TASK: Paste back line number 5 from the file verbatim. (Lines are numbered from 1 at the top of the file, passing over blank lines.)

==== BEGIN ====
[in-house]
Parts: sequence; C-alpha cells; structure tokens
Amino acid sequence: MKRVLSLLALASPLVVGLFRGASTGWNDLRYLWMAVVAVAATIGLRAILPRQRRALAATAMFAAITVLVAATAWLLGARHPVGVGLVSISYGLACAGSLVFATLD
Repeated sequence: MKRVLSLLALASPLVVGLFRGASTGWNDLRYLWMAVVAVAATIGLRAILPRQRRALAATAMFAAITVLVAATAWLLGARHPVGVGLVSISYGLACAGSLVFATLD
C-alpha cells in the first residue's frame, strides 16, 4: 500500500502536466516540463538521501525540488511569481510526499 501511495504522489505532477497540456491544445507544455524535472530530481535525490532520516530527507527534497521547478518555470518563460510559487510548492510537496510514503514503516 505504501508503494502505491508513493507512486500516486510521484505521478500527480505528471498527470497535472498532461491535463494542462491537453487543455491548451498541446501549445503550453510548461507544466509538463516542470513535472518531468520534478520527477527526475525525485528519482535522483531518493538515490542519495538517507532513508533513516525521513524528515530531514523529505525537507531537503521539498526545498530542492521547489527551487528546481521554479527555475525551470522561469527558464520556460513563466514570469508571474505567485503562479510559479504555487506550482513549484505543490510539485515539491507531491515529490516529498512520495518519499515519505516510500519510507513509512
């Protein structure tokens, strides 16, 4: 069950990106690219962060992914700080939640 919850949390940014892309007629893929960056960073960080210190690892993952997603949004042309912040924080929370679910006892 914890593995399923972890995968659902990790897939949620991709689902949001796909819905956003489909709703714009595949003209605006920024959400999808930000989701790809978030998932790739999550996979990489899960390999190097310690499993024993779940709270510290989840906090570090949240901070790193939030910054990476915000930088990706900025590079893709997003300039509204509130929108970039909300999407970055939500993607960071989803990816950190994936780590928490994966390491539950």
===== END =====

C-alpha cells in the first residue's frame, strides 16, 4: 500500500502536466516540463538521501525540488511569481510526499 501511495504522489505532477497540456491544445507544455524535472530530481535525490532520516530527507527534497521547478518555470518563460510559487510548492510537496510514503514503516 505504501508503494502505491508513493507512486500516486510521484505521478500527480505528471498527470497535472498532461491535463494542462491537453487543455491548451498541446501549445503550453510548461507544466509538463516542470513535472518531468520534478520527477527526475525525485528519482535522483531518493538515490542519495538517507532513508533513516525521513524528515530531514523529505525537507531537503521539498526545498530542492521547489527551487528546481521554479527555475525551470522561469527558464520556460513563466514570469508571474505567485503562479510559479504555487506550482513549484505543490510539485515539491507531491515529490516529498512520495518519499515519505516510500519510507513509512